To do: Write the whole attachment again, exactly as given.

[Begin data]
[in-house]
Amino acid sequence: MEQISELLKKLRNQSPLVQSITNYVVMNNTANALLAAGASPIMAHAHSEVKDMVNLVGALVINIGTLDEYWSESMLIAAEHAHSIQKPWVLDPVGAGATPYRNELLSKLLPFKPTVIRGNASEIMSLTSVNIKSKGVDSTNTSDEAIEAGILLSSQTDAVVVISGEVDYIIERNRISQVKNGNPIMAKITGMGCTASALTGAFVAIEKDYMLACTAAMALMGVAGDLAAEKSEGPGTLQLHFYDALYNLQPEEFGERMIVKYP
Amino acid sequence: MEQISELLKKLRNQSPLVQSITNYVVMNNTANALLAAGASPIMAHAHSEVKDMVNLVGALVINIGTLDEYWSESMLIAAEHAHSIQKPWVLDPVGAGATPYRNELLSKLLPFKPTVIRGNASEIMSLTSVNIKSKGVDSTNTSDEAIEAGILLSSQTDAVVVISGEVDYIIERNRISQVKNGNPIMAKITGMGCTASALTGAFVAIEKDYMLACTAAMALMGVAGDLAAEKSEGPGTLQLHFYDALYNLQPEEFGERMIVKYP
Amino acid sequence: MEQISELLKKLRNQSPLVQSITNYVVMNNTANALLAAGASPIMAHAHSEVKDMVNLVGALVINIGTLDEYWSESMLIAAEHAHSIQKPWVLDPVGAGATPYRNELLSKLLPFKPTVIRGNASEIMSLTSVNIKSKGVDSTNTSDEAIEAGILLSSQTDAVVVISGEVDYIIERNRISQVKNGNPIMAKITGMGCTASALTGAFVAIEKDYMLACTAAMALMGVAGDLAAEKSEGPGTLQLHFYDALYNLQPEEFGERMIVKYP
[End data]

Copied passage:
[in-house]
Amino acid sequence: MEQISELLKKLRNQSPLVQSITNYVVMNNTANALLAAGASPIMAHAHSEVKDMVNLVGALVINIGTLDEYWSESMLIAAEHAHSIQKPWVLDPVGAGATPYRNELLSKLLPFKPTVIRGNASEIMSLTSVNIKSKGVDSTNTSDEAIEAGILLSSQTDAVVVISGEVDYIIERNRISQVKNGNPIMAKITGMGCTASALTGAFVAIEKDYMLACTAAMALMGVAGDLAAEKSEGPGTLQLHFYDALYNLQPEEFGERMIVKYP
Amino acid sequence: MEQISELLKKLRNQSPLVQSITNYVVMNNTANALLAAGASPIMAHAHSEVKDMVNLVGALVINIGTLDEYWSESMLIAAEHAHSIQKPWVLDPVGAGATPYRNELLSKLLPFKPTVIRGNASEIMSLTSVNIKSKGVDSTNTSDEAIEAGILLSSQTDAVVVISGEVDYIIERNRISQVKNGNPIMAKITGMGCTASALTGAFVAIEKDYMLACTAAMALMGVAGDLAAEKSEGPGTLQLHFYDALYNLQPEEFGERMIVKYP
Amino acid sequence: MEQISELLKKLRNQSPLVQSITNYVVMNNTANALLAAGASPIMAHAHSEVKDMVNLVGALVINIGTLDEYWSESMLIAAEHAHSIQKPWVLDPVGAGATPYRNELLSKLLPFKPTVIRGNASEIMSLTSVNIKSKGVDSTNTSDEAIEAGILLSSQTDAVVVISGEVDYIIERNRISQVKNGNPIMAKITGMGCTASALTGAFVAIEKDYMLACTAAMALMGVAGDLAAEKSEGPGTLQLHFYDALYNLQPEEFGERMIVKYP